(iii) Urgency of the Political and Economic Crisis: As with the beginning of the Meiji period, the sense of urgency associated with rebuilding the economy in order to preserve the national interest helped to galvanize support at all levels of society for the self-sacrifices that were necessary to restore and indeed surpass the level of development that had been attained up to WWII.

(iv) Eager and Plentiful Labor Force: After the war, 6 million soldiers and civilians returned from Japan’s overseas colonies and “spheres of interest”; with such a large workforce in need of employment, the cost of production was very low, allowing Japan to produce goods which could effectively compete on the international market.

(v) Confucian Ethic: A final factor was the cultural force of Confucian ethics, which supported the principle of sacrificing the needs of the individual for the greater needs of the collective.

(cf. The Four Little Dragons, 83-112)

 
Trading Places
The success of the Japanese economic miracle was so spectacular that, in 1979, an influential book was published with the title Japan as Number One: Lessons for America. Per capita income in Japan actually passed the United States in 1988 (although it has since sunk again below the U.S. level, and a truly meaningful comparative standard of living is, in any case, much more difficult to measure). By the end of the 1980s, Japan appeared seriously poised to emerge as the world’s foremost economy. By 1991, Japan had become the world’s leading donor of foreign aid, and Japan had also eclipsed the United States as a source of foreign investment in Asia.
       While some Americans looked to the Japanese model for possible lessons, other Americans simply felt that the playing field was unfairly skewed against them. Japan, it was alleged, was practicing predatory neo-mercantilist, or protectionist, trade policies. Though the United States had for decades provided Japan with military protection and free access to the American consumer market, Japan supposedly had not reciprocated by opening its own domestic market to foreign products. The 1980s became a decade of often highly emotionally charged trade wars between Japan and its leading allies. Tensions between Japan and the United States were reflected in book such as Clyde Prestowitz’s Trading Places: How We Allowed Japan to Take the Lead, with its disturbing first chapter title: “The End of the American Century.” (HEA, 321)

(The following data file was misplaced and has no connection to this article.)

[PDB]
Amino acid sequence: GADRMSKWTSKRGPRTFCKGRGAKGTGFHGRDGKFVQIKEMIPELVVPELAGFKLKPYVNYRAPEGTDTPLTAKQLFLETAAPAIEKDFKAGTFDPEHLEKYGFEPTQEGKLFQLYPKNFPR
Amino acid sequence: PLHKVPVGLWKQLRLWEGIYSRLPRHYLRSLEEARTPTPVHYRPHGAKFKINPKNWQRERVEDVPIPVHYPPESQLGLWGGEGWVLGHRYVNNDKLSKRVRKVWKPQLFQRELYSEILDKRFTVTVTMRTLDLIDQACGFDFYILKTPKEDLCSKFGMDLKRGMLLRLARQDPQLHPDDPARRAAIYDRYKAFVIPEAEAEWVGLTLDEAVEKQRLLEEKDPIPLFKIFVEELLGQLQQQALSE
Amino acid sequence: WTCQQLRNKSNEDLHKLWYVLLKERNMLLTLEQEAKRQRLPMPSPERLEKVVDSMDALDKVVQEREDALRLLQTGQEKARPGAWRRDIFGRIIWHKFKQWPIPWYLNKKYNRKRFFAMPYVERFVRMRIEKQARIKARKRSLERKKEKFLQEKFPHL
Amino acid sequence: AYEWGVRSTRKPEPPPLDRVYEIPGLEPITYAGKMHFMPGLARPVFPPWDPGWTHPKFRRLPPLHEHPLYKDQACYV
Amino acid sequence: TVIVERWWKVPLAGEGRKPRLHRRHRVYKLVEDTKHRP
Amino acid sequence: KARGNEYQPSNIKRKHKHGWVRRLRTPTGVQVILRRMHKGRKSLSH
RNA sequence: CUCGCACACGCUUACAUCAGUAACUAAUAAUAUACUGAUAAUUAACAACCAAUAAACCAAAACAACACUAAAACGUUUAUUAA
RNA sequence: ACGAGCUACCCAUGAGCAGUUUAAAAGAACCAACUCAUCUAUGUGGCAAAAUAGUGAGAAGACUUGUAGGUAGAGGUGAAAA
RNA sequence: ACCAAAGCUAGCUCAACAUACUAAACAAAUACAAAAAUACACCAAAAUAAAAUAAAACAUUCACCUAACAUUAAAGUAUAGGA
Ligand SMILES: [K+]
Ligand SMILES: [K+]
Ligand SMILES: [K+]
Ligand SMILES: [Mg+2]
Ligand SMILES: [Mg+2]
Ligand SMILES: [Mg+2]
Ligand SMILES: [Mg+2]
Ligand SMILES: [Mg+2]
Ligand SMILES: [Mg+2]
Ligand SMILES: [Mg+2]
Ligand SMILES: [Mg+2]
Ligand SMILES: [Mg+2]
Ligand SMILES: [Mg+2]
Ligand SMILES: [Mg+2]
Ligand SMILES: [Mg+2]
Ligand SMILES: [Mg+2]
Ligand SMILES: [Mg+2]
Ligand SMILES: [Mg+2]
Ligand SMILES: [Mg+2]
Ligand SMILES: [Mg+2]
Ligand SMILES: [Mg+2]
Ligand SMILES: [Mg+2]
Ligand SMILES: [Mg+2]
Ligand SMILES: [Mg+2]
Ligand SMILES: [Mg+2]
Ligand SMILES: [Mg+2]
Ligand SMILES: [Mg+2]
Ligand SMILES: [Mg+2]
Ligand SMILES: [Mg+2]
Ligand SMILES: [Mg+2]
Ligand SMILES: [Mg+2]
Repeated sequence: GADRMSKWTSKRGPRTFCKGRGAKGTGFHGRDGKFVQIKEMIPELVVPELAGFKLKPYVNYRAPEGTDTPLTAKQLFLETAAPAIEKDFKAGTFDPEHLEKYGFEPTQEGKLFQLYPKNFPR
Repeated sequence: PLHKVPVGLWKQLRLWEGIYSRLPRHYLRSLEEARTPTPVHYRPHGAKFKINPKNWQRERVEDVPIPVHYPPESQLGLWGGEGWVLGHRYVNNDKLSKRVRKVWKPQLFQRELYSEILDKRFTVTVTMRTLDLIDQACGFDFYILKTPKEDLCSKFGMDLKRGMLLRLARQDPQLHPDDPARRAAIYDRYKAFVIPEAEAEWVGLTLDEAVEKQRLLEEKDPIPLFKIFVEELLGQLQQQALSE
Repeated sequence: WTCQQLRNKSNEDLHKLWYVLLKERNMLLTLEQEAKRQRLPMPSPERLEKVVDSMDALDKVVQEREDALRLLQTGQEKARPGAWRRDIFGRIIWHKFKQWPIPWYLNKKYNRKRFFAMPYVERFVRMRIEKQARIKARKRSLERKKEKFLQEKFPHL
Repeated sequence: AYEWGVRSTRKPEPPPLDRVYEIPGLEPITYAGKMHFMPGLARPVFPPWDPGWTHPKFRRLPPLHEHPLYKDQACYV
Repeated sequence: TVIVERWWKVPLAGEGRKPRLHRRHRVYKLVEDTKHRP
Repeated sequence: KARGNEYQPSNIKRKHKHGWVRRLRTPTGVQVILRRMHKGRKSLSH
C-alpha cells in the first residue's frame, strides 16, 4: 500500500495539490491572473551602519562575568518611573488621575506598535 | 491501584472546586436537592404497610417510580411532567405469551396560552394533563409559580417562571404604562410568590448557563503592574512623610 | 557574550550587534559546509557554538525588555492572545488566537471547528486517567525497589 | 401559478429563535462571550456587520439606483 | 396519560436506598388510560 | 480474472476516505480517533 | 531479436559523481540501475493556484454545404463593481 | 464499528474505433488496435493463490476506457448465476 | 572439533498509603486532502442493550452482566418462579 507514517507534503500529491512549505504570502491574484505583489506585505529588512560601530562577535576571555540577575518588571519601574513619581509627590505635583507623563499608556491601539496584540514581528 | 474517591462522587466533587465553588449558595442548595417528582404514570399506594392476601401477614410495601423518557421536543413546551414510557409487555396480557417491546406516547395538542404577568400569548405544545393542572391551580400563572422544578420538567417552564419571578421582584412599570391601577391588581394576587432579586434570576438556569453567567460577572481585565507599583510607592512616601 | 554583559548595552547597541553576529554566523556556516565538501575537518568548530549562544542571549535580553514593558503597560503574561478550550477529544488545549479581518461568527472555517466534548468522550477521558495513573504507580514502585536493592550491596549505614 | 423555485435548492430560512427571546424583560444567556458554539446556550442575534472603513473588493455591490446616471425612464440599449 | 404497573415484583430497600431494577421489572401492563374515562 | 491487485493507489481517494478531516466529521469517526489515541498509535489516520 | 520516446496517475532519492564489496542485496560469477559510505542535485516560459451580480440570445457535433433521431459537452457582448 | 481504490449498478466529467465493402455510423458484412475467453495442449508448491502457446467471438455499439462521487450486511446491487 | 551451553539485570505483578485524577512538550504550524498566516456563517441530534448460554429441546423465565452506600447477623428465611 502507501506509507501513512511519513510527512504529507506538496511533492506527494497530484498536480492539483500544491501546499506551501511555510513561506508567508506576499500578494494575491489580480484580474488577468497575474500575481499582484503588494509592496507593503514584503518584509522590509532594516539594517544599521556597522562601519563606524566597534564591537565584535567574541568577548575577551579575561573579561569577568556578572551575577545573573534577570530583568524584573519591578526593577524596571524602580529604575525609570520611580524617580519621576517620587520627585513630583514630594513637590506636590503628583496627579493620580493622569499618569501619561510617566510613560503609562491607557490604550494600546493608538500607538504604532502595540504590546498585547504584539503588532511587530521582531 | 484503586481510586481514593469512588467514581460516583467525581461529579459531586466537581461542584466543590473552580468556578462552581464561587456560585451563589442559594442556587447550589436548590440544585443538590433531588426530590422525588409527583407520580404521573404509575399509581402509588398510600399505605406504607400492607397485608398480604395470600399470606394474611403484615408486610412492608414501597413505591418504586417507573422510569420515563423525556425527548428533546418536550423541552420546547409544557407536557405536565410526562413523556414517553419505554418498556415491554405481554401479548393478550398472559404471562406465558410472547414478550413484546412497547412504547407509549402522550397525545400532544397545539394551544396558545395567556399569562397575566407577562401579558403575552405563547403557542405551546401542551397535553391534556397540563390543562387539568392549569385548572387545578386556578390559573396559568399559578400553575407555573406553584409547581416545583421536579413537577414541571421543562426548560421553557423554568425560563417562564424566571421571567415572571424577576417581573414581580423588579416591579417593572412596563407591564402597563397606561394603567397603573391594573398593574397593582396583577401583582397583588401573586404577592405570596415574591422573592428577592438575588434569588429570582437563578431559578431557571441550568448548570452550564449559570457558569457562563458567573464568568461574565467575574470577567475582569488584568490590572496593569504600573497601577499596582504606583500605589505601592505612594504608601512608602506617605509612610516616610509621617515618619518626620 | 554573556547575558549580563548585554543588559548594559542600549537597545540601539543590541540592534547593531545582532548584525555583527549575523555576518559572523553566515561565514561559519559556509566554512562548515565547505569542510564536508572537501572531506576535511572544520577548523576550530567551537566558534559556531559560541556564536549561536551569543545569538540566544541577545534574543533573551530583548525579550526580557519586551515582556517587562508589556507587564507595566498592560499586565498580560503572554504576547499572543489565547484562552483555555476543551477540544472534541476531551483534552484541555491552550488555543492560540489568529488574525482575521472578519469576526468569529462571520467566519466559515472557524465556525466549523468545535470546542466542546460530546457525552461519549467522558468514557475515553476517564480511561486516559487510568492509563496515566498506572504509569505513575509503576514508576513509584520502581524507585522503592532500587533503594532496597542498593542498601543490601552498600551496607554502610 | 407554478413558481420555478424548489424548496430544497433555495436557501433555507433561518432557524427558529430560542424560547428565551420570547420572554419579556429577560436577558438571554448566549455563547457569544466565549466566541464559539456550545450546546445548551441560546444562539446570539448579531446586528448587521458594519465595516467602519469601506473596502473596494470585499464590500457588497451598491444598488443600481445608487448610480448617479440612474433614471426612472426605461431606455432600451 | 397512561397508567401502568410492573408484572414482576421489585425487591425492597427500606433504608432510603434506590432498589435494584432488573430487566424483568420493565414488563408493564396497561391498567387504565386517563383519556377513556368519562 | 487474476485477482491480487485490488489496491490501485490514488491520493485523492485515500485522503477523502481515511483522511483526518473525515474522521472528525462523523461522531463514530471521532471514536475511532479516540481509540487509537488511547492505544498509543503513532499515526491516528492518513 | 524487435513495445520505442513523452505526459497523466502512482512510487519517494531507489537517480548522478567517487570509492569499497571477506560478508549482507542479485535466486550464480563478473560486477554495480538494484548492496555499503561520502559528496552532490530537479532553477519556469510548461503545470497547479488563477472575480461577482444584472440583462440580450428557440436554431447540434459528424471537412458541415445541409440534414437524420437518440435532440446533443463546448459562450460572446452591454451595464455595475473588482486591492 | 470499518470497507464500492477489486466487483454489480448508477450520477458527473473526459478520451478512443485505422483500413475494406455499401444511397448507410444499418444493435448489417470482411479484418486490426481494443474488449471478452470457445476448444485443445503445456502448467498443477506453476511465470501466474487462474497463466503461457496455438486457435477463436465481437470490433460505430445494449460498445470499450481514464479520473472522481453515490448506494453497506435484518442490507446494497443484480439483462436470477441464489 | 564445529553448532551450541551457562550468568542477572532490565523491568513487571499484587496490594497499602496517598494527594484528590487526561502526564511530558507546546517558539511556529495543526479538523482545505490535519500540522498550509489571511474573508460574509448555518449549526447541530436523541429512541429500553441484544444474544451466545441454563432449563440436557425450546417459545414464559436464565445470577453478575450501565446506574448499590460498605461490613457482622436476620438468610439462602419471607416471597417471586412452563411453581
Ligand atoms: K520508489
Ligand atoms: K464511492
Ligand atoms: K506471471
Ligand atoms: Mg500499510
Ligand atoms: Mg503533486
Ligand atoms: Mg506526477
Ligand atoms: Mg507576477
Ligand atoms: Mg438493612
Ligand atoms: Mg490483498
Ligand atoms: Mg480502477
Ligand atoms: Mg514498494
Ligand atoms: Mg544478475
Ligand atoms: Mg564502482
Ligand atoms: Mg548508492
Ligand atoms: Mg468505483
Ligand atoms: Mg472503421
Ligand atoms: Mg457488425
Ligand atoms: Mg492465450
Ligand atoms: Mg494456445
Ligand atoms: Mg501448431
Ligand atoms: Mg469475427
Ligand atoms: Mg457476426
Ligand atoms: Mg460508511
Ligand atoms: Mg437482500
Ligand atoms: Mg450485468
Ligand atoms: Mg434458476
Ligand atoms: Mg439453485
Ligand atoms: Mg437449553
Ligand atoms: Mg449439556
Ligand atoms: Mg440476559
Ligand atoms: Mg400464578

The Bubble Bursts
The Japanese had good reason to feel somewhat self-satisfied by the late 1980s. A new era literally began in 1989 with the death of the Showa Emperor (Hirohito) in January, after a lengthy sixty-three-year reign. The new emperor’s reign period is called Heisei, which means “achieving peace.” This new era almost immediately encountered difficulties, however. The 1985 Plaza Accord had sharply increased the exchange value of the yen, but for a few years Japanese industry had been able to successfully compensate for the increased relative cost of its exports with accelerated investments. This, however, led to inflated asset values and a bubble economy. The Japanese stock market soared, and real estate prices reached fantastic levels. By the late 1980s, the land on which the imperial palace stands in downtown Tokyo was equal in value to all of California .... Almost inevitably, these real estate and stock market bubbles eventually burst. It happened in 1990. Commercial real estate prices in Japan’s major cities fell by as much as 85 percent, and, as of 1992, the Nikkei stock index was down 60 percent from its 1989 high. This left Japan with much excess industrial capacity and enormous bad debts. By the early twenty-first century, Japanese banks may have held as much as a hundred trillion yen in problem debt, or nearly 20 percent of GDP. The former exhilarating rates of economic growth seem unlikely now to ever return. Japan’s quandary is that it can produce more than its own domestic market can consume, and with the rise of new rival Asian manufacturing powers (such as China) and the “hollowing” of Japan’s own manufacturing due to the transfer of production overseas, export-led growth can no longer generate the kind of dynamic expansion of the Japanese economy it once did. (HEA, 322)